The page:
Unless you have this special superpower where you can see the future, and you know exactly what's going to happen with the economy.

And with a global pandemic, you don't know anything other than what I know.

So I, I'm going to shift gears.

And I asked my final question, which is, you know, one of the reasons I'm so excited to have this show is also to explore leadership, and to really understand principles around that.

One of the things that I think is great about marketing and tech is we're really at the center of a lot of different functions, be it product management and engineering, to sales.

And I know that your team works really closely with the sales team, a global sales team.

And so I guess my question for you is what, what advice do you have for up and coming marketers in terms of engaging with sales teams in an effective way?

That's a great question.

I have to show this to you just because it's funny. In about 14 years ago, I presented at Dreamforce, I was on a panel.

And the question was, how do you bridge the gap between sales and marketing kind of, you know, similar question to what you're asking here.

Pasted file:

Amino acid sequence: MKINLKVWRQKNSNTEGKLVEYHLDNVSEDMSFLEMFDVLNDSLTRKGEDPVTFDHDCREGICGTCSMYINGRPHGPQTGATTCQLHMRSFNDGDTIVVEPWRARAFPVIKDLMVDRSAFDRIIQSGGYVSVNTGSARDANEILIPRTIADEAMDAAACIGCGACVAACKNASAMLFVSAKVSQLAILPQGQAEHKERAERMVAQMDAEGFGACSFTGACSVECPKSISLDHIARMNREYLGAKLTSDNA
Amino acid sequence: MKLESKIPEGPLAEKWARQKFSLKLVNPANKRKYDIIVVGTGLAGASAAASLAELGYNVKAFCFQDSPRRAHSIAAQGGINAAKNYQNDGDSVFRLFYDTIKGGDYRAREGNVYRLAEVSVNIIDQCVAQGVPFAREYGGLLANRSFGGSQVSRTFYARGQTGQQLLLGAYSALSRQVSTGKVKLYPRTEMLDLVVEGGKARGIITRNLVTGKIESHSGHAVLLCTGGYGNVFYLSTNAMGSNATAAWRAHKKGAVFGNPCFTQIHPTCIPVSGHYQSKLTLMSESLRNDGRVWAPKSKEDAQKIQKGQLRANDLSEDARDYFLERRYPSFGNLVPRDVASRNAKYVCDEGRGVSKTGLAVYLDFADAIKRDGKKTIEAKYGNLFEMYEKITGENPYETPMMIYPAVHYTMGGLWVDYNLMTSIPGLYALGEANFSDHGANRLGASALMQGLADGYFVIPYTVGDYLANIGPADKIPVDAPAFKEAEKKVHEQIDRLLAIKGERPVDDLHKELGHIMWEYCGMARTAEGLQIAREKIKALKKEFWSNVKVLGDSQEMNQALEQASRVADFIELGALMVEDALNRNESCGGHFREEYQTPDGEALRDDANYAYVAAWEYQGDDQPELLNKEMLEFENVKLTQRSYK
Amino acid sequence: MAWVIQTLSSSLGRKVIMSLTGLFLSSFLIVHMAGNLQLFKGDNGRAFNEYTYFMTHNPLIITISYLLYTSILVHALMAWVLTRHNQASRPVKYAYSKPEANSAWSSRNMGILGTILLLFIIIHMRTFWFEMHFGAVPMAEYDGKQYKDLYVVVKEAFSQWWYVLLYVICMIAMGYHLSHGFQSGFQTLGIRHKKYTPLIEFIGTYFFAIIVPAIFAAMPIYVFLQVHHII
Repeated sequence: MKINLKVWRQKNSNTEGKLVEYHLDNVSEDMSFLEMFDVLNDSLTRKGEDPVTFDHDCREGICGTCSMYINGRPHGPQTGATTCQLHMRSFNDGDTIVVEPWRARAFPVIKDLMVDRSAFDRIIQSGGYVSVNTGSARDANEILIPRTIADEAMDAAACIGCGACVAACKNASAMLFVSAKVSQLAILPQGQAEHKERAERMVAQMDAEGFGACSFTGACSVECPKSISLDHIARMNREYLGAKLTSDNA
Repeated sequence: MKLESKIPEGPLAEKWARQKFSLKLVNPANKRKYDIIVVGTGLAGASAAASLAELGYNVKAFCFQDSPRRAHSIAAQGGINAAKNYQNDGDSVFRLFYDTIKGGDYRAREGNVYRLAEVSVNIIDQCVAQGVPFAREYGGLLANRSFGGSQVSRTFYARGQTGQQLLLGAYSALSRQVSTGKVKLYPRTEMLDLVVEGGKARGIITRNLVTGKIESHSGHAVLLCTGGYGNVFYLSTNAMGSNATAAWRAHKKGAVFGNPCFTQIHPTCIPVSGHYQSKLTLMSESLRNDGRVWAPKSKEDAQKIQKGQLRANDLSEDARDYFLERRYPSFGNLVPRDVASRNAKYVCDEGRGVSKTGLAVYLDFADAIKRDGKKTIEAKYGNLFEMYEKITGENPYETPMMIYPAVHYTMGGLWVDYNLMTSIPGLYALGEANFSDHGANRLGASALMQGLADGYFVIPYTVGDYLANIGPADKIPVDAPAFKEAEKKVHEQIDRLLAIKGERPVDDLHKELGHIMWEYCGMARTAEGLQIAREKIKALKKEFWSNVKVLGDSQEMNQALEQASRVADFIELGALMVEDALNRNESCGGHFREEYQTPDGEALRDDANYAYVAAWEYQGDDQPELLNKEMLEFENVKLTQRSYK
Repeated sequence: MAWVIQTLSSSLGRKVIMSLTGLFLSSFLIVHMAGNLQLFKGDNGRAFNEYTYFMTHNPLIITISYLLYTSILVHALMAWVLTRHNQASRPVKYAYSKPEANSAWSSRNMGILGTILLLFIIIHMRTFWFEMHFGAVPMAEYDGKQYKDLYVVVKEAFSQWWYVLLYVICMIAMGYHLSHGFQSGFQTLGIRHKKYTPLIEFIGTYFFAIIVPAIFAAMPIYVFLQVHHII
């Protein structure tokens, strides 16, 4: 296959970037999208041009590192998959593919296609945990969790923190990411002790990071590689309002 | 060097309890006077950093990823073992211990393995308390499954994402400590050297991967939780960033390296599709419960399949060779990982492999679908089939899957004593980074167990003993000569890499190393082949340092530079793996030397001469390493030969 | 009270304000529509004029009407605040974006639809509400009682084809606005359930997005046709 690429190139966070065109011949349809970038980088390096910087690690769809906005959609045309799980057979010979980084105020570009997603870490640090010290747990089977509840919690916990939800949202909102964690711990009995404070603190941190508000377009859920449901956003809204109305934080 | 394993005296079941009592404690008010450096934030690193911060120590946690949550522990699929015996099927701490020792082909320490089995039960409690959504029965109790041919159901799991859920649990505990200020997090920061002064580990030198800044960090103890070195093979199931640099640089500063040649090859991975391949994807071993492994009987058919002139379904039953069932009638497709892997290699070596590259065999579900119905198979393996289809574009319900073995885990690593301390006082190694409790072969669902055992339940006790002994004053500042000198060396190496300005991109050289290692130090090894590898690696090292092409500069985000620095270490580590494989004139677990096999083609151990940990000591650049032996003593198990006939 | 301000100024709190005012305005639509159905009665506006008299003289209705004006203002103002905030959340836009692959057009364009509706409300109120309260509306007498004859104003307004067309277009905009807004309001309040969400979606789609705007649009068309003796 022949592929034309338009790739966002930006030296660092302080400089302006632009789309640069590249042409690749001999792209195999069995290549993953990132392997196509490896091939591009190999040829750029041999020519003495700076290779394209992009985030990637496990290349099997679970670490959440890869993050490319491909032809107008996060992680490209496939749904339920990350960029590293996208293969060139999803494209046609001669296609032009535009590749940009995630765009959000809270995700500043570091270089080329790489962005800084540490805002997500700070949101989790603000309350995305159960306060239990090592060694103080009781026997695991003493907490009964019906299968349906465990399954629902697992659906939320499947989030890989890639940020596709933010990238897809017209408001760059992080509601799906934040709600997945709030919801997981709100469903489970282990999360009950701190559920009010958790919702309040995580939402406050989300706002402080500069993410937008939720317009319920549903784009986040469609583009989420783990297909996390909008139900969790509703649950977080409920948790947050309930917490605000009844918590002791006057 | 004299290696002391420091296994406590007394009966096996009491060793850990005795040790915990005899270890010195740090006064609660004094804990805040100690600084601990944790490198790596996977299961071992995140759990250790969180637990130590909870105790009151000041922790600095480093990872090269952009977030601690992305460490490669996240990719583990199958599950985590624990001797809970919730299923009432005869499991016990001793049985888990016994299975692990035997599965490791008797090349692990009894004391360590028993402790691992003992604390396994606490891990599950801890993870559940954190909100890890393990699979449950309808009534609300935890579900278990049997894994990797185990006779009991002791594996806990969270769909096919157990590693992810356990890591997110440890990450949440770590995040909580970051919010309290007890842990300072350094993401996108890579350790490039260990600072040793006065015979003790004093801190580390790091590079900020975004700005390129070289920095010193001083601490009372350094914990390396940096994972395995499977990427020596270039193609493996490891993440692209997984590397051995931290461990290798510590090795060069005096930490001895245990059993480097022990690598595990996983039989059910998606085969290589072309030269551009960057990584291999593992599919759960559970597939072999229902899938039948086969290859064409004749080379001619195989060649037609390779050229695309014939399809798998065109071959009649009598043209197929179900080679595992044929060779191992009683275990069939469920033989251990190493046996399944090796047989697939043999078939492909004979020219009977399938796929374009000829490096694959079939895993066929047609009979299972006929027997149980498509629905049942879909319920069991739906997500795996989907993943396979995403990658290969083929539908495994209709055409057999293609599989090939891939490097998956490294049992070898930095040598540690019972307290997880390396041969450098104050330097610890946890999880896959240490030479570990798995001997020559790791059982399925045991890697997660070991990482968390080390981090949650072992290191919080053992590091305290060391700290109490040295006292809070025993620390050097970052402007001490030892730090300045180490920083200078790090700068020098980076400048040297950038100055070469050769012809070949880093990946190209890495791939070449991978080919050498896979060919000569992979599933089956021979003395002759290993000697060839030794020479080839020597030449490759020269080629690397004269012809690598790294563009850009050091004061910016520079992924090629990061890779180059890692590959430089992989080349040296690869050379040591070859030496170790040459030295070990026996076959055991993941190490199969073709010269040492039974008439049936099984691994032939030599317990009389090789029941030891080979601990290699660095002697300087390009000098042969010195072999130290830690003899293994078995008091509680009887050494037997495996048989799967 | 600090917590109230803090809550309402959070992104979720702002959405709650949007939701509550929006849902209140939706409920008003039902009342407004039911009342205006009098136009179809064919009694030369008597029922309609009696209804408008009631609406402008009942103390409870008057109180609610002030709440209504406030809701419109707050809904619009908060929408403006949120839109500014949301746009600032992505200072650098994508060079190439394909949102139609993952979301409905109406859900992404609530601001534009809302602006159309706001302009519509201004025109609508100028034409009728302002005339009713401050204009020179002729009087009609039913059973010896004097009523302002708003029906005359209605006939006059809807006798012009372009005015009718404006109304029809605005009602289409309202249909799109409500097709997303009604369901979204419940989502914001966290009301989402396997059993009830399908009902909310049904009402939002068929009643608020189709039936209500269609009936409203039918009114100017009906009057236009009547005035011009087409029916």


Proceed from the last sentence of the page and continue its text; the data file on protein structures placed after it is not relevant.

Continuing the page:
There were two problems. One, I was too joking about it. And I said that the answer to that is to go out and have drinks.

Because, you know, that's how you're going to build a relationship.

And it was a joke. But the point was really to articulate that you have to have a great relationship with your sales team.

The second problem was, I was speaking in the session directly after Colin Powell, who just nailed it.

So we could not keep the intention of the audience.

The point here is, I give this advice to a lot of people. Number one, make sure that your KPIs match the KPIs of sales.